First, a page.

Anyone could become victim to choking, unable to catch your breath, and unfortunately, this could lead to death. That’s why we need to be prepared so we know how to react and help immediately if this happens to a family member, a friend, or even a stranger that could be in this situation. You may be able to help prevent a fatal situation.
A few days ago I was absolutely floored to find out that a young girl died in a restaurant when she choked on a piece of meat, because none of the other diners there knew first aid. This wasn’t because they didn’t want to, or because they were insensitive, but because they didn’t know how to help.
When the firefighters and the medics arrived, it was already too late.
First step if choking happens
The first thing is to find out if the individual can breath. If they can breathe and they are Dry cough, do not interfere. Helping in that moment would consist of waiting until the cough forces out any sort of food that is stuck.
If the individual is not breathing, does not make any sounds, but is conscious, you need to apply the Heimlich maneuver. In order to do this, stand behind the individual that is chocking.
Place your hands around their waste. Shape your right hand into a closed fist, with your middle finger towards the middle of their abdomen, just above the belly button. Use your left hand to wrap around your right fist.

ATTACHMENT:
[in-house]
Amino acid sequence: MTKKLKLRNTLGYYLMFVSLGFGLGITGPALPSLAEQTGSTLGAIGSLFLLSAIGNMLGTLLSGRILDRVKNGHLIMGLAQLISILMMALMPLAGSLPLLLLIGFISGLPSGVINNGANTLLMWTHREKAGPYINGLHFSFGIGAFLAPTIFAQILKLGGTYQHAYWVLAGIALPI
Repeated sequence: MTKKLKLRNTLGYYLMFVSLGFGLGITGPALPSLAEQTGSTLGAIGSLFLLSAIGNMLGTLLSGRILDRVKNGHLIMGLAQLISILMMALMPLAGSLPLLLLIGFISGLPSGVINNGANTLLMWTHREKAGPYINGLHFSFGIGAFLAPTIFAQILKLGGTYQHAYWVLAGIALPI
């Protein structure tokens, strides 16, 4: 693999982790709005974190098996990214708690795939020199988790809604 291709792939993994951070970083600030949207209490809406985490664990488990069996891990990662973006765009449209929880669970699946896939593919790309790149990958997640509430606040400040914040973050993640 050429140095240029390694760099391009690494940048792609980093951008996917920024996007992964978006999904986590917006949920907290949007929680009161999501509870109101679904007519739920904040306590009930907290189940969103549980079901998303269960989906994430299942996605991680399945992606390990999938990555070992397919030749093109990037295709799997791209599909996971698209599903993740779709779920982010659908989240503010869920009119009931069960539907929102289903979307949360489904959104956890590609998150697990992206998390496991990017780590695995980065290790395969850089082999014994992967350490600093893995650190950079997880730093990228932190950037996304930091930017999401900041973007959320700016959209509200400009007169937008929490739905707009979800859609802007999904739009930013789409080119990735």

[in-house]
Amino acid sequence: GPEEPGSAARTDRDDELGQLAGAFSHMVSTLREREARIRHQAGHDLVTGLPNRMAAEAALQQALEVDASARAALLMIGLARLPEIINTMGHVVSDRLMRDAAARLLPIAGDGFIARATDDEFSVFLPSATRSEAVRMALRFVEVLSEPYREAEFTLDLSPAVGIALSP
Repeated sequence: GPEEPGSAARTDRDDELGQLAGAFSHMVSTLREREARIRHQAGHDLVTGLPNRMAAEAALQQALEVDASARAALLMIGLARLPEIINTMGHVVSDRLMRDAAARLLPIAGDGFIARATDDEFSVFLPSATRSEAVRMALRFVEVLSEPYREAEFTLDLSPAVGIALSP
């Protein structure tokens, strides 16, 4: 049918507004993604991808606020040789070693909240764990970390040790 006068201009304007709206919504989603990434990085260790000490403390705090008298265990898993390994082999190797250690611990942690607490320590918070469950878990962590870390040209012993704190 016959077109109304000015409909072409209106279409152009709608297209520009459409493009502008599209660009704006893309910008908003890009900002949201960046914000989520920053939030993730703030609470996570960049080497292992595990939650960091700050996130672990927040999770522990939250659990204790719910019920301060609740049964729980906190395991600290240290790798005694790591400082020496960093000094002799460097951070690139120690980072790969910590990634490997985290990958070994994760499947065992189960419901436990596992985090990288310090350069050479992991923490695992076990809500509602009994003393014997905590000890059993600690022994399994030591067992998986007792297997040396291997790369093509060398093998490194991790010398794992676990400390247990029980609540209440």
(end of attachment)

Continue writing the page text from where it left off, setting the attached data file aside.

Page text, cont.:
Then squeeze, pushing hard in an upwards motion with both hands, over and over again until the object is dislodged and they start to breathe again.
If you have an older child, use the same procedure, however place your fist over your child’s belly button.
If the person faints and is unconscious, you need to call 9-1-1 immediately, while at the same time administering first aid.
Lay the person down, face up. If they aren’t breathing, tilt the head back. Raise their chin, squeeze their nostrils closed and perform mouth to mouth, making two complete exhales.
If they continue to be unresponsive, raise their head and try once again.
Abdominal thrusts comprise the following step. For this, sit on the affected individual’s legs. place the palm of your hand in the middle of their abdomen, just above the belly button and under the thorax.
Place your hands and fingers towards the individual’s head.
Give 6 to 10 quick up-down thrusts in this position.
More than likely, with these successive steps, the individual will come to and by that point, the medics should have already arrived to administer specialized attention.
If everyone were to have this information, there would be much less accidents during meal time.
Another way to avoid this type of food accident is to chew slower, especially when eating meats and stuffed foods. It’s better to take longer to enjoy your meals than to get scared from choking. And not to mention the gas you’ll have if you eat too quickly without chewing properly.
It’s also important not to talk while eating. You should put these recommendations into practice with your small children, who are more prone to choking at mealtime, or to choking on objects that they could put in their mouths.